"Host employers need to treat temporary workers as they treat existing employees. Temporary staffing agencies and host employers share control over the employee, and are therefore jointly responsible for temp employee's safety and health. It is essential that both employers comply with all relevant OSHA requirements."
David Michaels, PhD, MPH, Assistant Secretary of Labor for Occupational Safety and Health
Employer Responsibilities to Protect Temporary Workers*
To ensure that there is a clear understanding of each employer's role in protecting employees, OSHA recommends that the temporary staffing agency and the host employer set out their respective responsibilities for compliance with applicable OSHA standards in their contract. Including such terms in a contract will ensure that each employer complies with all relevant regulatory requirements, thereby avoiding confusion as to the employer's obligations.
While the extent of responsibility under the law of staffing agencies and host employers is dependent on the specific facts of each case, staffing agencies and host employers are jointly responsible for maintaining a safe work environment for temporary workers - including, for example, ensuring that OSHA's training, hazard communication, and recordkeeping requirements are fulfilled.
OSHA could hold both the host and temporary employers responsible for the violative condition(s) - and that can include lack of adequate training regarding workplace hazards. Temporary staffing agencies and host employers share control over the worker, and are therefore jointly responsible for temporary workers' safety and health.
OSHA has concerns that some employers may use temporary workers as a way to avoid meeting all their compliance obligations under the OSH Act and other worker protection laws; that temporary workers get placed in a variety of jobs, including the most hazardous jobs; that temporary workers are more vulnerable to workplace safety and health hazards and retaliation than workers in traditional employment relationships; that temporary workers are often not given adequate safety and health training or explanations of their duties by either the temporary staffing agency or the host employer. Therefore, it is essential that both employers comply with all relevant OSHA requirements.
Both Host Employers and Staffing Agencies Have Roles
Both host employers and staffing agencies have roles in complying with workplace health and safety requirements and they share responsibility for ensuring worker safety and health.
A key concept is that each employer should consider the hazards it is in a position to prevent and correct, and in a position to comply with OSHA standards. For example: staffing agencies might provide general safety and health training, and host employers provide specific training tailored to the particular workplace equipment/hazards.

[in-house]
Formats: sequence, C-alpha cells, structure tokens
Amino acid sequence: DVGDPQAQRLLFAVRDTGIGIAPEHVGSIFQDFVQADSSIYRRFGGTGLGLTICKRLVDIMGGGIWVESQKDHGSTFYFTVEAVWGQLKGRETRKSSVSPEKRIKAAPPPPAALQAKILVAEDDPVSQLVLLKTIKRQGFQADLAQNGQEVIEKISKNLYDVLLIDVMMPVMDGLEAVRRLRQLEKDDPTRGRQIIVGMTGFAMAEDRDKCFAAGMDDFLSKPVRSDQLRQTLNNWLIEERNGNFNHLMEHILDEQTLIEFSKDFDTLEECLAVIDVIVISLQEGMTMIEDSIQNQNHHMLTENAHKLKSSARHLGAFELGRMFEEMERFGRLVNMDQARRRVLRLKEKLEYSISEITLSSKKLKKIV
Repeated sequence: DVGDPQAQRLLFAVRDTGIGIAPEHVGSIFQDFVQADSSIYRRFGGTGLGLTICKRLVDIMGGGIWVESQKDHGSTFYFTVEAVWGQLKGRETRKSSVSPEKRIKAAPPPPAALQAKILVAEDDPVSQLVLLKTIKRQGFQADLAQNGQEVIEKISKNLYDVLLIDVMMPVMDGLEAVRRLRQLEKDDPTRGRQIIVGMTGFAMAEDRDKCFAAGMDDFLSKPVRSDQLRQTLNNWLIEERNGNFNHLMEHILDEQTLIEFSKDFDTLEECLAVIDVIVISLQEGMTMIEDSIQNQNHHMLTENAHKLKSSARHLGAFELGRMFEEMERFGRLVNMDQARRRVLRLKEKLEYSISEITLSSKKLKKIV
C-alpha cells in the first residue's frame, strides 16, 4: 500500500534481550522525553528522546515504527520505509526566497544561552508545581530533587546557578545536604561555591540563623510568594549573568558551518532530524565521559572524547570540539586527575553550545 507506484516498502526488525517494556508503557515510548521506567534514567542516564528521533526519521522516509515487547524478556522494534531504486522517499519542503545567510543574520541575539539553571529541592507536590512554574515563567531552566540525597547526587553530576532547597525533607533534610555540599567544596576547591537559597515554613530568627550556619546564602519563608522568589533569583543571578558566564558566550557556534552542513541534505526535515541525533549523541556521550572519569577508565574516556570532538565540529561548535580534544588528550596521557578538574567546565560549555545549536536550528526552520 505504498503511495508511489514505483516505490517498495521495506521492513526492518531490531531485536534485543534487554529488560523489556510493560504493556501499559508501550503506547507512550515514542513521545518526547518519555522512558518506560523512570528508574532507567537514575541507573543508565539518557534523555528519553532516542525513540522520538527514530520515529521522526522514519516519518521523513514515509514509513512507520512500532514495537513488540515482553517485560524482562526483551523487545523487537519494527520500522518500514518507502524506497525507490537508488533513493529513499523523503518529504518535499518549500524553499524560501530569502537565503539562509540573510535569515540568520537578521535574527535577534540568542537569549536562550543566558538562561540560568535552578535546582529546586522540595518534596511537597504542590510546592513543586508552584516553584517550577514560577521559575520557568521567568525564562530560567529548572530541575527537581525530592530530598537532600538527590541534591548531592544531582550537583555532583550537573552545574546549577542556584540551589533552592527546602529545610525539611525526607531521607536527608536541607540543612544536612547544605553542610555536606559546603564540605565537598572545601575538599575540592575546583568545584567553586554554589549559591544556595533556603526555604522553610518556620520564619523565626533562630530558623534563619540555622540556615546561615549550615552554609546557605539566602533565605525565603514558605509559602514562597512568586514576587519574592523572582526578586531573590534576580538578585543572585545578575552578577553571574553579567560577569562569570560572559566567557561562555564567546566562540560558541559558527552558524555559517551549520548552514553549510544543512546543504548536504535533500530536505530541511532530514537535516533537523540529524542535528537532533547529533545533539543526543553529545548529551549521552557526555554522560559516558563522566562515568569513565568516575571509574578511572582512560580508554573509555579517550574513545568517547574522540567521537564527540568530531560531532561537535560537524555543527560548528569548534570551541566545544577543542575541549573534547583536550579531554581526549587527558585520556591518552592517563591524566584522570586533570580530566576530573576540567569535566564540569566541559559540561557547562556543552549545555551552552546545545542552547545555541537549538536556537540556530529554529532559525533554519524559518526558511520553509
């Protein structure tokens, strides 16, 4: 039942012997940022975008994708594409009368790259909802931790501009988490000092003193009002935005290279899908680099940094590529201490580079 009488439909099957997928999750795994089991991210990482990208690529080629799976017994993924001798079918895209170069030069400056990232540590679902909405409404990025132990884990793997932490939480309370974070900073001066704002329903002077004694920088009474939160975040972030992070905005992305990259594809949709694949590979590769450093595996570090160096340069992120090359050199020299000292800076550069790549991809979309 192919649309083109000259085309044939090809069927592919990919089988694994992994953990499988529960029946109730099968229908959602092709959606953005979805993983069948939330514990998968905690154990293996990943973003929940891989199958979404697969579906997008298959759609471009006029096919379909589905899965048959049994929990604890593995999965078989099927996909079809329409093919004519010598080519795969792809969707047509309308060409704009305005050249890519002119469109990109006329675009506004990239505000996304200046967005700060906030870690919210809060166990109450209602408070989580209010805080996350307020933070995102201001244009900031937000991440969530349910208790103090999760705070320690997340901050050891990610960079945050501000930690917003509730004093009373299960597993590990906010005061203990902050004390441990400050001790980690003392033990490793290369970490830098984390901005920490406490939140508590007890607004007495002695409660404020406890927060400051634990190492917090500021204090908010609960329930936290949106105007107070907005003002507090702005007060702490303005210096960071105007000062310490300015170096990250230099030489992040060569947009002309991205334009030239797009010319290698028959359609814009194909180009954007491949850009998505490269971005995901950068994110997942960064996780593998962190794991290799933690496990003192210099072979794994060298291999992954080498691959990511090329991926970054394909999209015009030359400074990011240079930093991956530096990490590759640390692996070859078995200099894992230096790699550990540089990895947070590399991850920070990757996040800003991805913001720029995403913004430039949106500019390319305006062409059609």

- The key is communication between the agency and the host to ensure that the necessary protections are provided.
- Staffing agencies have a duty to inquire into the conditions of their workers' assigned workplaces. They must ensure that they are sending workers to a safe workplace.
- Ignorance of hazards is not an excuse.
- Staffing agencies need not become experts on specific workplace hazards, but they should determine what conditions exist at their client (host) agencies, what hazards may be encountered, and how best to ensure protection for the temporary workers.
- The staffing agency has the duty to inquire and verify that the host has fulfilled its responsibilities for a safe workplace.
- And, just as important: Host employers must treat temporary workers like any other workers in terms of training and safety and health protections.
How can OSHA help?
Workers have a right to a safe workplace. If you think your job is unsafe or you have questions, contact OSHA at 1-800-321-OSHA (6742). It's confidential. We can help. For other valuable worker protection information, such as Workers' Rights, Employer Responsibilities and other services OSHA offers, visit OSHA's Workers' page.
OSHA also provides help to employers. OSHA's On-site Consultation Program offers free and confidential advice to small and medium-sized businesses in all states across the country, with priority given to high-hazard worksites. For more information or for additional compliance assistance, contact OSHA at 1‑800‑321‑OSHA (6742).
- Recommended Practices: Protecting Temporary Workers
- Policy Background on the Temporary Worker Initiative
- Temporary Worker Initiative (TWI) Bulletin No. 1 - Injury and Illness Recordkeeping Requirements
- Temporary Worker Initiative (TWI) Bulletin No. 2 – Personal Protective Equipment
- Temporary Worker Initiative (TWI) Bulletin No. 3 – Whistleblower Protection Rights
- Temporary Worker Initiative (TWI) Bulletin No. 4 - Safety and Health Training
- Temporary Worker Initiative (TWI) Bulletin No. 5 - Hazard Communication
- NEW Temporary Worker Initiative Bulletin No. 6 – Bloodborne Pathogens
- NEW Temporary Worker Initiative Bulletin No. 7 - Powered Industrial Truck Training
- Temporary Workers' Rights Pamphlet
September 12, 2016 [Region 4 News Release] Auto parts manufacturer, staffing agency continue to expose workers to fall, amputation, electrocution hazards at Georgia facility
July 22, 2016 [Region 4 News Release] OSHA: Auto parts manufacturer continues to expose workers to amputation, crushing and other serious machine hazards
June 29, 2016 [Region 5 News Release] Ohio auto parts manufacturer faces $3.42M in fines after OSHA finds company willfully exposed temporary workers to machine hazards
- OSHA Letters of Interpretation related to employer responsibilities for temporary worker safety under OSHA:
- Houston Chronicle Op-Ed by Dr. David Michaels on Temporary Workers
- Inside Bay Area Op-Ed by Dr. David Michaels on Temporary Workers
* From OSHA's webinar with the American Staffing Association